World March of Women Kick-Off March 8

International Women's Day: Starting Point for Global Action Against Poverty and Violence

by Loretta A. Kane, Chief of Staff, Field and Communications

The U.S. action for the World March of Women 2000 will build on the momentum from the March of the Americas, organized by the Kensington Welfare Rights Union (KWRU), also a major sponsor of the global action. Pictured at a rally against poverty are KWRU Director Cheri Honkala (far left) and NOW President Patricia Ireland (far right), among others. See the March of the Americas story.  Photo by Karen Johnson.

Organizing for the World March of Women 2000—a worldwide series of coordinated women's rights demonstrations—is well underway. Women from around the globe are organizing national events in over 138 countries. All of the events share a common demand: an end to poverty and violence against women, two problems that plague women no matter where they live.

"As we approach the new millennium, NOW is committed to taking action with women and men around the world.  Our common problems far outnumber our national differences.  The World March of Women 2000 will help us forge the coalitions we need—both nationally and internationally—to improve the lives of women and our families across the country and around the globe," said NOW Membership Vice President Karen Johnson.

NOW Membership Vice President Karen Johnson (top row, fourth from left) meets with members of the International Liaison Committee for the World March for Women.  Members of the committee represent countries from all over the globe, including Korea, Haiti and Palestine. Photo courtesy of Karen Johnson.

The National Organization for Women is taking the lead in organizing the U.S. march which will be held on Sunday, Oct. 15, 2000, in Washington, D.C.  NOW organizers have already held two coalition planning sessions and are continuing outreach efforts to solicit organizational sponsors to help build the action.

Worldwide events begin on International Women's Day (March 8, 2000) and will culminate on Oct. 17, the United Nations International Day for the Eradication of Poverty, when women representing every participating country will meet at the U.N. in New York City to demand improved programs to eradicate poverty and violence against women.  The Quebec Federation of Women (Fédération des femmes du Québec, conceptualized the global events and is coordinating the U.N. event.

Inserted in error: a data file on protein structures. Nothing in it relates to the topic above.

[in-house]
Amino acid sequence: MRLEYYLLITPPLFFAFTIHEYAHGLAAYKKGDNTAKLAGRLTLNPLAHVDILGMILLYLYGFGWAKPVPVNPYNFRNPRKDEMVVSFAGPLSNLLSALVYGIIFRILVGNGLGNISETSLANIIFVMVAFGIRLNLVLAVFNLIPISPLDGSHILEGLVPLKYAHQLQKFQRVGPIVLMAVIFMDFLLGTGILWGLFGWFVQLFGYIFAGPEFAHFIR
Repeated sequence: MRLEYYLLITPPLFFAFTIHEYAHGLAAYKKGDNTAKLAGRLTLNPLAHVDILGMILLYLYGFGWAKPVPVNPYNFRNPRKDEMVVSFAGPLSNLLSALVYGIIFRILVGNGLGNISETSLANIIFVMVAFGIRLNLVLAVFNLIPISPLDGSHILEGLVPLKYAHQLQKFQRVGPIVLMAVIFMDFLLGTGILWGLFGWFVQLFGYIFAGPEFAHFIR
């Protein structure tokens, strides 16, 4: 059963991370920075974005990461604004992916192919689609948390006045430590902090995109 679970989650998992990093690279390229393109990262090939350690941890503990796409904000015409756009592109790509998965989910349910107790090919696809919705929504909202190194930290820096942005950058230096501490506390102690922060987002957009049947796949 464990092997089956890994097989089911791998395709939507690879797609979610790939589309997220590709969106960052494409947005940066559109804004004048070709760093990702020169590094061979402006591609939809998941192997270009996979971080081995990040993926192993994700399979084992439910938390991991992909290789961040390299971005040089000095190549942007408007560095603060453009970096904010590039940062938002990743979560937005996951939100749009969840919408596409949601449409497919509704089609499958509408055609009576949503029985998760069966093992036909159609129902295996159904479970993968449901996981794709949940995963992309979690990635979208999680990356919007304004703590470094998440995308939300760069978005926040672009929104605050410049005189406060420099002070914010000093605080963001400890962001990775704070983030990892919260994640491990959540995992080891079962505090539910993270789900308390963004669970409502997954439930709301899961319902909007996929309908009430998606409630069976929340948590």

The U.S. march, which will bring thousands to Washington just weeks before the 2000 elections, will address political issues, such as improved funding of violence prevention and anti-poverty programs. While the U.S. march will focus on domestic policies, it will also have an international flavor as marchers from around the world take their message to the World Bank and the International Monetary Fund on the way to the White House.

"The 2000 elections will be pivotal for feminist issues. We fought congressional efforts to end funding for the Violence against Women Act and cut programs to help poor women, but Congress succeeded in doing great damage to these programs. We must mobilize the votes of women's rights supporters across the nation and give some of these politicians their walking papers," NOW President Patricia Ireland said. "And because of our country's international role, we must also use the World March to encourage all policy-makers here—be they in the State Department or the IMF—to make a real commitment to ending poverty and violence throughout the world."

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